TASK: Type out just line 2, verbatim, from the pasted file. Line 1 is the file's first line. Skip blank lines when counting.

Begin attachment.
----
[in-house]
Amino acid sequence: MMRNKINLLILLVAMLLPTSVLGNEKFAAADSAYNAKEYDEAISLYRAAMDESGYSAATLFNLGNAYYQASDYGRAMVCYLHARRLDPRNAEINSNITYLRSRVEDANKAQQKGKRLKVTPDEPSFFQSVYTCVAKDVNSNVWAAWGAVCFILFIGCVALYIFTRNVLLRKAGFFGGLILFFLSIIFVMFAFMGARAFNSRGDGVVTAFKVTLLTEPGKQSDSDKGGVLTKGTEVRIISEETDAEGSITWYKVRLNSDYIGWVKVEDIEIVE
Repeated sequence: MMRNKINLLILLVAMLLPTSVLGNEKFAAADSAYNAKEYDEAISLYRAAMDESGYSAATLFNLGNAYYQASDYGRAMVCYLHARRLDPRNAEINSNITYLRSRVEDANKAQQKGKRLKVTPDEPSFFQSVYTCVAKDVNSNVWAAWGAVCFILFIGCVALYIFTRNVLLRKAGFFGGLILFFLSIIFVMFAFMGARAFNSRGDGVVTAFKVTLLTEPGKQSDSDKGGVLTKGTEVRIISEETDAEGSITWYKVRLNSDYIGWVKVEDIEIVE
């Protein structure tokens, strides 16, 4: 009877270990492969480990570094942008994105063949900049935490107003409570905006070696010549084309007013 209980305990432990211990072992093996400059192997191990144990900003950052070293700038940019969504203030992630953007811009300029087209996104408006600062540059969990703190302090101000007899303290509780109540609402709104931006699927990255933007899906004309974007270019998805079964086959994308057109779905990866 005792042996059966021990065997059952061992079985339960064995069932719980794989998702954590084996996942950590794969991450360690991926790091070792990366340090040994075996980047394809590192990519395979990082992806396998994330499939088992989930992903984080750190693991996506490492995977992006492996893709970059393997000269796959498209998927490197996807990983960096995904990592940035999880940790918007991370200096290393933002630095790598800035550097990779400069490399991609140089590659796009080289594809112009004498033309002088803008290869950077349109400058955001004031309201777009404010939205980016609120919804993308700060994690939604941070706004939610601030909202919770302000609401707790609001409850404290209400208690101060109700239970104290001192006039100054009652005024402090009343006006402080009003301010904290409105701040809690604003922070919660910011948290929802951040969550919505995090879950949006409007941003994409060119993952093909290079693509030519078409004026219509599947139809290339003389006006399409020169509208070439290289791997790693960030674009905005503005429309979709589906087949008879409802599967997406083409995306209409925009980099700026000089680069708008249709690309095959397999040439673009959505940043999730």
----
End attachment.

Amino acid sequence: MMRNKINLLILLVAMLLPTSVLGNEKFAAADSAYNAKEYDEAISLYRAAMDESGYSAATLFNLGNAYYQASDYGRAMVCYLHARRLDPRNAEINSNITYLRSRVEDANKAQQKGKRLKVTPDEPSFFQSVYTCVAKDVNSNVWAAWGAVCFILFIGCVALYIFTRNVLLRKAGFFGGLILFFLSIIFVMFAFMGARAFNSRGDGVVTAFKVTLLTEPGKQSDSDKGGVLTKGTEVRIISEETDAEGSITWYKVRLNSDYIGWVKVEDIEIVE